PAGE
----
12 Oct 2021


A balmy breeze for this summer’s heat. 14 mostly instrumental compositions of electrifying Peruvian cumbia and guaracha.

“Music from the future that has been created in the past” is Ben Redjeb’s description of the kind of recordings he has brought back into the spotlight. In 1969 Manzanita sent shockwaves through Lima’s music scene that, with this album, have reverberated into 2021.

'Berardo Hernández – better known as Manzanita – first surfaced during the psychedelic Cumbia craze. At the head of the scene were the magnificent Los Destellos, whose leader, Enrique Delgado, was such a six-string wizard that other guitarists found it impossible to escape his shadow. But when Manzanita arrived, his electric criollo style sent shockwaves through Lima’s music scene and posed a serious threat to Delgado’s dominance as king of the Peruvian guitar. Starting in 1969, Manzanita y su Conjunto released a steady stream of singles that used Cuban guaracha rhythms as the foundation for dazzling electric guitar lines. After countless 45s and several years on the touring circuit, the band signed to Virrey, an important Peruvian label, and recorded two LPs acknowledged as masterpieces among aficionados of tropical music. Most of the songs on Analog Africa’s new compilation Manzanita y su Conjunto are drawn from those legendary sessions of 1973 and 74. Although he scored a few more hits in the later 70s, his dissatisfaction with the music industry caused him to withdraw from the scene for several years; and when he finally retired for good, the golden age of Peruvian cumbia was a distant memory. But when Manzanita was at the top of his game he had few equals. This is some of the best music ever recorded in Perú.' -goner-records

Genius Peruvian cumbia from Berardo Hernández (better known as Manzanita) who led the '70s scene with an electrified personal style that drunk up US psychedelia and crossed it with Cuban guaracha rhythms. Next level!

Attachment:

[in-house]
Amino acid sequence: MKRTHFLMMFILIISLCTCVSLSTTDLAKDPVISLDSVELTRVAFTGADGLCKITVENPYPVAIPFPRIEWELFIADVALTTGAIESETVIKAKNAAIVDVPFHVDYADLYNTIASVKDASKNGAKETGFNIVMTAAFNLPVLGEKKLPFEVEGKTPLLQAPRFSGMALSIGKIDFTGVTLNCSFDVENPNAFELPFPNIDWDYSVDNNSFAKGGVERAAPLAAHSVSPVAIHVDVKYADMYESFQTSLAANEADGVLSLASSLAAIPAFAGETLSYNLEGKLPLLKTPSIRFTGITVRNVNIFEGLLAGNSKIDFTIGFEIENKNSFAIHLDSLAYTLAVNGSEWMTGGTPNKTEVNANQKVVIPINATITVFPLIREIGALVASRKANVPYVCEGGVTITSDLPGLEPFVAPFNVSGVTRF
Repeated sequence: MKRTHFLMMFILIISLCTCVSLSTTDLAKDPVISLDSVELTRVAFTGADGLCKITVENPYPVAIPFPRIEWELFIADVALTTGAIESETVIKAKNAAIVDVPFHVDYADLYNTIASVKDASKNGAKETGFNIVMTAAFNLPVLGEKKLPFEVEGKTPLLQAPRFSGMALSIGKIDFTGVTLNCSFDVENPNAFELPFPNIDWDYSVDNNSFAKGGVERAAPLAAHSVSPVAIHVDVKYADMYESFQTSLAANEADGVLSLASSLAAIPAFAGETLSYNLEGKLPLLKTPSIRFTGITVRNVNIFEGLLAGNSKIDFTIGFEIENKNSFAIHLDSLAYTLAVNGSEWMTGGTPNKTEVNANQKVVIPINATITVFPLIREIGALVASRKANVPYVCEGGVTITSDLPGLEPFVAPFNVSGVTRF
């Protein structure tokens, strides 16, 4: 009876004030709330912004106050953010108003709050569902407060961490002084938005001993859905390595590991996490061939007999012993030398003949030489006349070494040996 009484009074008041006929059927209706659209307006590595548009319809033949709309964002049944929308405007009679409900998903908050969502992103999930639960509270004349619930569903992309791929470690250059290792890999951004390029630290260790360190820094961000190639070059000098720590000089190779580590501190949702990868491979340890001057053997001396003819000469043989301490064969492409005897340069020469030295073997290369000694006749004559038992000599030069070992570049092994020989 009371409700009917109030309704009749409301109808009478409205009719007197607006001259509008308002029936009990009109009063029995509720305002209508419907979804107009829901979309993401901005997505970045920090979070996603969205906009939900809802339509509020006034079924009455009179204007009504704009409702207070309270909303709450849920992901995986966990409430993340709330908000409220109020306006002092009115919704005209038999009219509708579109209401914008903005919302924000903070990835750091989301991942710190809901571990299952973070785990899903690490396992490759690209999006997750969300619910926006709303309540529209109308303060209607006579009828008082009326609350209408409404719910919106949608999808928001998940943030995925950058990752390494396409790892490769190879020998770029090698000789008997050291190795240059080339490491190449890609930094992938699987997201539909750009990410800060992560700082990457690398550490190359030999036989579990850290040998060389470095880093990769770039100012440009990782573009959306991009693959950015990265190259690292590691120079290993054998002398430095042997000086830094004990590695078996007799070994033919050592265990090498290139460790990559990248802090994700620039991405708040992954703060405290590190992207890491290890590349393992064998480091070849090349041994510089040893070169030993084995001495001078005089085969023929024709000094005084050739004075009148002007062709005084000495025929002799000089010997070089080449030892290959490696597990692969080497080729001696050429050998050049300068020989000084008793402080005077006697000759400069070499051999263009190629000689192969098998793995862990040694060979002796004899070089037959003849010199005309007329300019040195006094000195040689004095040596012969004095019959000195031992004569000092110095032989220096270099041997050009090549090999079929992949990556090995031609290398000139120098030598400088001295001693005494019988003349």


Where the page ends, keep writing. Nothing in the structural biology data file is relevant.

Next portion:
'Manzanita ascended to notoriety as part of Lima's popular cumbia scene, but had grown up in Trujillo, 500 miles further up the coast where he had been surrounded by Spanish, African and indigenous music that was embedded into the city's DNA. His music was informed by this background, and he fused these sounds with the illicit rock 'n roll that had been banned from the radio in 1968 after a military coup.

When foreign music was banned however, there was suddenly an explicit need for local bands - who had been raised on electric guitar music - who mixed Cuban sounds with rock guitar playing. The result was Peruvian cumbia, and Manzanita was at the center of the genre. This collection combines some of his most important work, recorded at a series of sessions in 1973 and '74 before he withdrew from the music industry.

Listening now it sounds surprisingly contemporary. Manzanita's fusion of sounds is prophetic in many ways, and his virtuoso playing is hard to ignore. The disc captures a golden age of Peruvian music that's hard to grasp from the other side of the world: it's an absolute treat. Seriously exceptional summer soundtrax.' -boomkat

'As has been documented previously within Folk Radio, the Analog Africa label, under the auspices of its illustrious founder, Samy Ben Redjeb, who appears to have both a propensity and boundless energy for travelling the globe, unearthing hidden music gems and then unleashing them upon an enthusiastic and appreciative global audience, is a wondrous phenomenon.

With this album, and following on from last year’s 1975-80 Peruvian cumbia compilation from singer Ranil, he has returned to the same country to highlight some of the best work of Manzanita, one of Peru’s acknowledged masters of the electric guitar. Trujillo, Perú 1971 – 1974, by Manzanita y Su Conjunto, a compilation of 14 mainly instrumental tracks, is the result of a stay with a fellow music junkie in Lima two years ago, and the truly electrifying sounds of cumbia and guaracha music on offer burst from the speakers with exuberance and vitality guaranteed to put you in a good mood.

Berardo ‘Manzanita’ Hernández originally hailed from Laredo, a small town near the coastal city of Trujillo, some 500 miles north of Lima. The city, founded in the 16th Century by Spanish conquistadors, saw the integration of indigenous peoples with this mix of Castilian and Andalusian settlers, some of whom were of Moorish and Jewish descent and later, due to the slave trade, African descendants, with the resultant music created thus being culturally diverse. Having absorbed these influences as a child, Berardo relocated to the capital city of Lima, aged 12, in 1955.